Ignatieff accuse Conservatives of divisive tactics
By Althia Raj, Postmedia News March 28, 2011
TORONTO — Michael Ignatieff chastised Prime Minister Stephen Harper for calling immigrants "people who come from other lands" at a rally in Mississauga, Ont., Monday night, saying the Conservatives' were leading a campaign of division.
Ignatieff told an audience filled with many Canadians of Sikh and Muslim backgrounds that during Harper's visit to Brampton, Ont., on Sunday, "he looked out at the same crowd and he said, "You people, you people who come from other lands."
"What an unbelievable way to talk about the Canadian people," Ignatieff said, as the crowd chanted "Shame! Shame!"
"The way these people talk tells you everything you need to know about their basic contempt for us," the Liberal leader said, noting the Conservatives had divided up the country into "ethnic areas" and "very ethnic areas."
"The last time I heard somebody talk about the ethnic vote, it was out of the mouth of Jacques Parizeau the night he lost the referendum," Ignatieff said. "He blamed it on the ethnic vote."
"We have got to put an end to the language of divisions," Ignatieff continued.
"I don't want to be the prime minister of you people, I want to be the prime minister of the Canadian people."
Although Ignatieff said he found the expression "ethnic vote" offensive, he spent Monday afternoon glad-handing Chinese-Canadian business owners in Toronto's Trinity-Spadina riding, and his party has explicitly reached out to ethnic voters in its advertising.
The Liberal leader told reporters the Conservatives, and especially Immigration Minister Jason Kenney, are practising divisive politics.
"I think it is contemptuous to tell people we are going to target your religion, we are going to target your ethnicity, we are going to target your national origins. No! We must target the fact they are Canadian citizens."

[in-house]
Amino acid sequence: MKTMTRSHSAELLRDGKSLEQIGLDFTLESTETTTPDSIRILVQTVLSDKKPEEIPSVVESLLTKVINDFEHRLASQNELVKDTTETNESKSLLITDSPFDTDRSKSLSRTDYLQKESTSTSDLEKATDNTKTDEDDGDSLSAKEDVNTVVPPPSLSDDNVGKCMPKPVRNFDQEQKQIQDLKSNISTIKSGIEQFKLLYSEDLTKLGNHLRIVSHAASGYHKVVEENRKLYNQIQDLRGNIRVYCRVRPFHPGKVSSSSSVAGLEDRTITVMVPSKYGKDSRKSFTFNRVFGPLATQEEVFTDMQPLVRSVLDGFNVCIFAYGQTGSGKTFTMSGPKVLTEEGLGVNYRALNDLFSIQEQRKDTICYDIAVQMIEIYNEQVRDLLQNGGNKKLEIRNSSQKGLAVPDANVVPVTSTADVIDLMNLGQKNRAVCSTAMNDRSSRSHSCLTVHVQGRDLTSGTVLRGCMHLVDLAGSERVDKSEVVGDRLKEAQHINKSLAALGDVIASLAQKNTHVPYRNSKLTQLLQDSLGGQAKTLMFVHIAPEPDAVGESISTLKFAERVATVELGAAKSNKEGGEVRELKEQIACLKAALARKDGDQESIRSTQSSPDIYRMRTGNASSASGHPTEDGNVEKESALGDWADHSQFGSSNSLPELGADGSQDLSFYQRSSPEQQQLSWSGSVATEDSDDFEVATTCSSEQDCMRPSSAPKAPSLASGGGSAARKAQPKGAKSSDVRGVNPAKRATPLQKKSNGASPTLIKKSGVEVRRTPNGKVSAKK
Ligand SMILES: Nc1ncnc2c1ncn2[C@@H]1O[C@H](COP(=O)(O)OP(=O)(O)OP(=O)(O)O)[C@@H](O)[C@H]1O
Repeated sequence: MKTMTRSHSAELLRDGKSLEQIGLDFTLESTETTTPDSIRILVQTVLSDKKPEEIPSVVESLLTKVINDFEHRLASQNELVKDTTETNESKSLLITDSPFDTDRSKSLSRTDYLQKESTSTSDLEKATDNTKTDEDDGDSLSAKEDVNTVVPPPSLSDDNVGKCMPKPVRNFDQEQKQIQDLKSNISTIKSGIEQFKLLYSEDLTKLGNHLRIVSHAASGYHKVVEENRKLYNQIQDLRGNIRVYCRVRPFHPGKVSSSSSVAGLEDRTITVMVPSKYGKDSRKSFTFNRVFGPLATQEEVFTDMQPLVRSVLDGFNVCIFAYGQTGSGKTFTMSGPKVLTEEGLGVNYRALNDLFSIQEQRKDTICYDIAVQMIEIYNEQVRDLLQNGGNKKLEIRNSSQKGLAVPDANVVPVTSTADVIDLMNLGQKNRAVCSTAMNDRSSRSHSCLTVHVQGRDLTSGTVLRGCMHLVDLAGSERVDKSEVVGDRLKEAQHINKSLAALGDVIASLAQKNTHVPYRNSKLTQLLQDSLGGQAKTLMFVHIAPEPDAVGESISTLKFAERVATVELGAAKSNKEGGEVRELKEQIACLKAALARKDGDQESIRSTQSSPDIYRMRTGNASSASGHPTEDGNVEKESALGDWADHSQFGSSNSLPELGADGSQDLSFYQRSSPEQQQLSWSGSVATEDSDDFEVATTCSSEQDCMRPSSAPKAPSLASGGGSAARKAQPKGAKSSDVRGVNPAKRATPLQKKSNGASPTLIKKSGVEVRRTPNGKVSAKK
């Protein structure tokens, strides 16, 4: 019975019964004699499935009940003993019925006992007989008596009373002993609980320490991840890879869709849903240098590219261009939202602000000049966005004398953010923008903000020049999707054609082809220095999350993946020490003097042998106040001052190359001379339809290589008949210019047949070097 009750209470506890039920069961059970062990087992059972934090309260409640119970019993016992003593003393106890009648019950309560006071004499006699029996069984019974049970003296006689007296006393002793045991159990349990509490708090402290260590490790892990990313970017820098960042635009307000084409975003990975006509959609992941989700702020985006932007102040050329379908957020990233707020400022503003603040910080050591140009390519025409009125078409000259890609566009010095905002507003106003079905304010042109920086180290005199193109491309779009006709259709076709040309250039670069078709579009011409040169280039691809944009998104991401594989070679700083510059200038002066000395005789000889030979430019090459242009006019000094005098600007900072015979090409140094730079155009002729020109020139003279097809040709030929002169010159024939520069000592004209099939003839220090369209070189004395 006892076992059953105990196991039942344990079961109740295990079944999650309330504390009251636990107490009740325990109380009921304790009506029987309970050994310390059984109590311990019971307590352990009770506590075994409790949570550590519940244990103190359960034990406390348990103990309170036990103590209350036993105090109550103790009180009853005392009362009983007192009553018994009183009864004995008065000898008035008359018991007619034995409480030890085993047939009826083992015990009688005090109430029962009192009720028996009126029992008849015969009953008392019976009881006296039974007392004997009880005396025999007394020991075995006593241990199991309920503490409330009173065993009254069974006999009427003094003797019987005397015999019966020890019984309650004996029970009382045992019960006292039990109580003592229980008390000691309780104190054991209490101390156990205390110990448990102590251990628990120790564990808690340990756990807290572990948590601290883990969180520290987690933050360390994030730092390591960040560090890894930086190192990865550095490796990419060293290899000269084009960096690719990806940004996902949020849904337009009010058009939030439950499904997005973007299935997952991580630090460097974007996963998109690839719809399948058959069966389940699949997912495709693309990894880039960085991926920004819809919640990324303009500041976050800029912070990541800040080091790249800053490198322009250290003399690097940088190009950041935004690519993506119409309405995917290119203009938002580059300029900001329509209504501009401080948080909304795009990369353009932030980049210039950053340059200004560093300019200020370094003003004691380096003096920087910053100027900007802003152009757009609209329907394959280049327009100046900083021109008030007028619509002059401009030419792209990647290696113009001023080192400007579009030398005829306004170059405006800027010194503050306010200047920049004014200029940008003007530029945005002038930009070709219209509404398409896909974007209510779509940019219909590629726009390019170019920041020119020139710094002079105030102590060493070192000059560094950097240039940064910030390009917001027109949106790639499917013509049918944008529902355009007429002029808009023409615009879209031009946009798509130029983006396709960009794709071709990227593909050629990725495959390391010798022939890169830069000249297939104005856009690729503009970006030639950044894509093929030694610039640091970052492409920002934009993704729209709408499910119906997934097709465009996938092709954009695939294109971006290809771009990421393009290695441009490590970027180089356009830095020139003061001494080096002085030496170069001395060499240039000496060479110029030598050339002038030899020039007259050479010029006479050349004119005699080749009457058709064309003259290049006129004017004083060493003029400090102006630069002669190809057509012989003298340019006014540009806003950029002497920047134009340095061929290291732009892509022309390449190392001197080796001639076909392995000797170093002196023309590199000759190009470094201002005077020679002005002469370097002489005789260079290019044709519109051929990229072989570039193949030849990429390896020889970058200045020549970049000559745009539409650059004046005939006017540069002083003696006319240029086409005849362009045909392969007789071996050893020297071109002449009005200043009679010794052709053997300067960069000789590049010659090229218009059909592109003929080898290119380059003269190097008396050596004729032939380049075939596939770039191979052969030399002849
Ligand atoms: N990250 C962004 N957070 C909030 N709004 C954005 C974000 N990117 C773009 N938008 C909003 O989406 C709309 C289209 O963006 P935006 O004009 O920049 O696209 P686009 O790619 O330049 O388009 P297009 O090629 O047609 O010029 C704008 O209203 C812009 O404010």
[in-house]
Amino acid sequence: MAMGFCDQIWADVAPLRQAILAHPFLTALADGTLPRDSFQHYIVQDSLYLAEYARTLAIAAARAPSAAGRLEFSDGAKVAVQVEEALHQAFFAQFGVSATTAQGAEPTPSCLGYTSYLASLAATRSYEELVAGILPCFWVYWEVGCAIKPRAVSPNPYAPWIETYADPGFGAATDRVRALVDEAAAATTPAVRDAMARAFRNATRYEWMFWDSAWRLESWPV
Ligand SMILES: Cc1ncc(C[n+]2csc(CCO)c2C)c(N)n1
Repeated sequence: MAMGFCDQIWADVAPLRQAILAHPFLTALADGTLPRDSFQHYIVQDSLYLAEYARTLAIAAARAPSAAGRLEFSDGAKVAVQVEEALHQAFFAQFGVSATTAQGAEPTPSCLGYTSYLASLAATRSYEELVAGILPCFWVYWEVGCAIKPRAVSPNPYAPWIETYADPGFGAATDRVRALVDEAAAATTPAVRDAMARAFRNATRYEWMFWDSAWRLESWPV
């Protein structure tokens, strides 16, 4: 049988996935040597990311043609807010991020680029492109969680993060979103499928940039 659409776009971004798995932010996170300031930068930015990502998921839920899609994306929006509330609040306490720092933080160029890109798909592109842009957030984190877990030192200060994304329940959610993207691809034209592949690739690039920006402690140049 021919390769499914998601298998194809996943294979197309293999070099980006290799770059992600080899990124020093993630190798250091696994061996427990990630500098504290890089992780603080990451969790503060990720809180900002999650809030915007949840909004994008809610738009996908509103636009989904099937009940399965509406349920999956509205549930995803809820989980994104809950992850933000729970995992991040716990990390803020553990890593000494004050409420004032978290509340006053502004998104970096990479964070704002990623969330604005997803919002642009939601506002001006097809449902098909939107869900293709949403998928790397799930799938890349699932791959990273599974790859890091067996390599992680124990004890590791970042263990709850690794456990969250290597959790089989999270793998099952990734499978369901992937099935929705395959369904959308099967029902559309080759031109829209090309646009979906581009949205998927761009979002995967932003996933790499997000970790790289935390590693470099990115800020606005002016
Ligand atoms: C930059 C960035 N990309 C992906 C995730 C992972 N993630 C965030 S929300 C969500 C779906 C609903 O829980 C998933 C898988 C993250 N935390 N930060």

Ignatieff suggested he didn't want people to view his stops as courting the ethnic vote but Liberal MP John McCallum had no problem explaining how the Liberals are reaching out to minority communities with specific policies.
"My riding has large numbers of new Canadians, he said. "For example, Chinese people want Canada to have a close and growing relationship with China.
"We stand for a strong Canada-China relationship."
Ignatieff's advertising in Quebec also talks about how citizens can be Quebecers and Canadians — in whichever order they choose.
The party also has unveiled advertisements featuring ordinary Canadians speaking languages such as Urdu, Hindi, Cantonese and Mandarin, Punjabi and Portuguese.
It wasn't the only slightly discordant note for the Liberals Monday.
McCallum also found himself on the defensive trying to explain whether the Liberals would raise taxes.
"We are rolling back corporate taxes, but the dollars that we obtain from that would be put into the pockets of middle class Canadians who will spend that money and that will create jobs," he said.
The corporate tax rate is 16.5 per cent and the Liberals promise to pin it at 18 per cent, where it was until the end of last year.
"That is an increase," McCallum admitted, but added small and medium businesses would be spared.
Tory advertising has targeted the Liberals as being ready to increase taxes.
Later, McCallum told Ignatieff's chief of staff, Peter Donolo, he was "sorry" he had spoken with reporters on the issue and had veered slightly off message.
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